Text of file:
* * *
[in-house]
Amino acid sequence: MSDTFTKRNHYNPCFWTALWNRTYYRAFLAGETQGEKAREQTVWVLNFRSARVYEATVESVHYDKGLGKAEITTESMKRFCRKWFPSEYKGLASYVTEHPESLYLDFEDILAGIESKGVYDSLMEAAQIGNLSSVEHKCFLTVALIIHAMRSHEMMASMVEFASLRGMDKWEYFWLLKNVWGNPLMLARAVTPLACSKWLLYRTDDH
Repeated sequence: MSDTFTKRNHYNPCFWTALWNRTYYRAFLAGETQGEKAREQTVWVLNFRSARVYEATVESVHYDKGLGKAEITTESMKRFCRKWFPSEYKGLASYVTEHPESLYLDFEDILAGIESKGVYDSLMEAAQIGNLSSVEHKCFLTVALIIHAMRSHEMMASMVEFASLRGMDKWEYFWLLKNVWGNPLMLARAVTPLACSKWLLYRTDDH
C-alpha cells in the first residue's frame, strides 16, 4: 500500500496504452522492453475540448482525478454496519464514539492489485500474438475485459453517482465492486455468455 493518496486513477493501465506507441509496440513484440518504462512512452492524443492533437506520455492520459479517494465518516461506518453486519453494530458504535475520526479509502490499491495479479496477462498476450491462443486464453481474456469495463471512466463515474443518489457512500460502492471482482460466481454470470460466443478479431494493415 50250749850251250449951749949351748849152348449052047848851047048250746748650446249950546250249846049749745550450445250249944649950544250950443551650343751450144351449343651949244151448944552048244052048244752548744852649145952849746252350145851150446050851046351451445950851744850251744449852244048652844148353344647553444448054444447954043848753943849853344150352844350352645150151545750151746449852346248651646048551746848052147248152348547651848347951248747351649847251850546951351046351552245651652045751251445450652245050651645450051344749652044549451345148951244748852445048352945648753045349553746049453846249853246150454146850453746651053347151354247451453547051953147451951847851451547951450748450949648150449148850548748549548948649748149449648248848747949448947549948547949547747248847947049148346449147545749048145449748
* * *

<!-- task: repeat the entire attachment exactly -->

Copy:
[in-house]
Amino acid sequence: MSDTFTKRNHYNPCFWTALWNRTYYRAFLAGETQGEKAREQTVWVLNFRSARVYEATVESVHYDKGLGKAEITTESMKRFCRKWFPSEYKGLASYVTEHPESLYLDFEDILAGIESKGVYDSLMEAAQIGNLSSVEHKCFLTVALIIHAMRSHEMMASMVEFASLRGMDKWEYFWLLKNVWGNPLMLARAVTPLACSKWLLYRTDDH
Repeated sequence: MSDTFTKRNHYNPCFWTALWNRTYYRAFLAGETQGEKAREQTVWVLNFRSARVYEATVESVHYDKGLGKAEITTESMKRFCRKWFPSEYKGLASYVTEHPESLYLDFEDILAGIESKGVYDSLMEAAQIGNLSSVEHKCFLTVALIIHAMRSHEMMASMVEFASLRGMDKWEYFWLLKNVWGNPLMLARAVTPLACSKWLLYRTDDH
C-alpha cells in the first residue's frame, strides 16, 4: 500500500496504452522492453475540448482525478454496519464514539492489485500474438475485459453517482465492486455468455 493518496486513477493501465506507441509496440513484440518504462512512452492524443492533437506520455492520459479517494465518516461506518453486519453494530458504535475520526479509502490499491495479479496477462498476450491462443486464453481474456469495463471512466463515474443518489457512500460502492471482482460466481454470470460466443478479431494493415 50250749850251250449951749949351748849152348449052047848851047048250746748650446249950546250249846049749745550450445250249944649950544250950443551650343751450144351449343651949244151448944552048244052048244752548744852649145952849746252350145851150446050851046351451445950851744850251744449852244048652844148353344647553444448054444447954043848753943849853344150352844350352645150151545750151746449852346248651646048551746848052147248152348547651848347951248747351649847251850546951351046351552245651652045751251445450652245050651645450051344749652044549451345148951244748852445048352945648753045349553746049453846249853246150454146850453746651053347151354247451453547051953147451951847851451547951450748450949648150449148850548748549548948649748149449648248848747949448947549948547949547747248847947049148346449147545749048145449748